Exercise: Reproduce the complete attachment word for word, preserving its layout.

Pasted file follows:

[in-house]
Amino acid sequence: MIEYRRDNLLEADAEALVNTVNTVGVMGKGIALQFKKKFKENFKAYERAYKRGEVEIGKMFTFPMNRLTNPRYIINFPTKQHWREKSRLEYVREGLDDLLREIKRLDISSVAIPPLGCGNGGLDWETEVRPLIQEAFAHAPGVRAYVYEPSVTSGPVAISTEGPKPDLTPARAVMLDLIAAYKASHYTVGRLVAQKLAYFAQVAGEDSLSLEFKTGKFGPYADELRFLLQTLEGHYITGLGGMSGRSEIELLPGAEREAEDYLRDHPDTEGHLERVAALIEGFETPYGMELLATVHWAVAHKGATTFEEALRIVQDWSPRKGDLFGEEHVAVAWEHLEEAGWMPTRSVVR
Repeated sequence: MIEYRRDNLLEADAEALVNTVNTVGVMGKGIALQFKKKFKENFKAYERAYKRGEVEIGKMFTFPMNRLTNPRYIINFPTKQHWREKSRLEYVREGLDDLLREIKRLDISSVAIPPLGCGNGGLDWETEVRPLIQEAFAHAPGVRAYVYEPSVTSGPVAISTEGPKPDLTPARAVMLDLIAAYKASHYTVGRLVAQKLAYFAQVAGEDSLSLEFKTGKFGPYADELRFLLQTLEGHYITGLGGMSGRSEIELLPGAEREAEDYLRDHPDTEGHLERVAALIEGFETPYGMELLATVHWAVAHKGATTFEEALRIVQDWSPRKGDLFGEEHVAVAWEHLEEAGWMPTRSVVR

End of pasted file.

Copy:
[in-house]
Amino acid sequence: MIEYRRDNLLEADAEALVNTVNTVGVMGKGIALQFKKKFKENFKAYERAYKRGEVEIGKMFTFPMNRLTNPRYIINFPTKQHWREKSRLEYVREGLDDLLREIKRLDISSVAIPPLGCGNGGLDWETEVRPLIQEAFAHAPGVRAYVYEPSVTSGPVAISTEGPKPDLTPARAVMLDLIAAYKASHYTVGRLVAQKLAYFAQVAGEDSLSLEFKTGKFGPYADELRFLLQTLEGHYITGLGGMSGRSEIELLPGAEREAEDYLRDHPDTEGHLERVAALIEGFETPYGMELLATVHWAVAHKGATTFEEALRIVQDWSPRKGDLFGEEHVAVAWEHLEEAGWMPTRSVVR
Repeated sequence: MIEYRRDNLLEADAEALVNTVNTVGVMGKGIALQFKKKFKENFKAYERAYKRGEVEIGKMFTFPMNRLTNPRYIINFPTKQHWREKSRLEYVREGLDDLLREIKRLDISSVAIPPLGCGNGGLDWETEVRPLIQEAFAHAPGVRAYVYEPSVTSGPVAISTEGPKPDLTPARAVMLDLIAAYKASHYTVGRLVAQKLAYFAQVAGEDSLSLEFKTGKFGPYADELRFLLQTLEGHYITGLGGMSGRSEIELLPGAEREAEDYLRDHPDTEGHLERVAALIEGFETPYGMELLATVHWAVAHKGATTFEEALRIVQDWSPRKGDLFGEEHVAVAWEHLEEAGWMPTRSVVR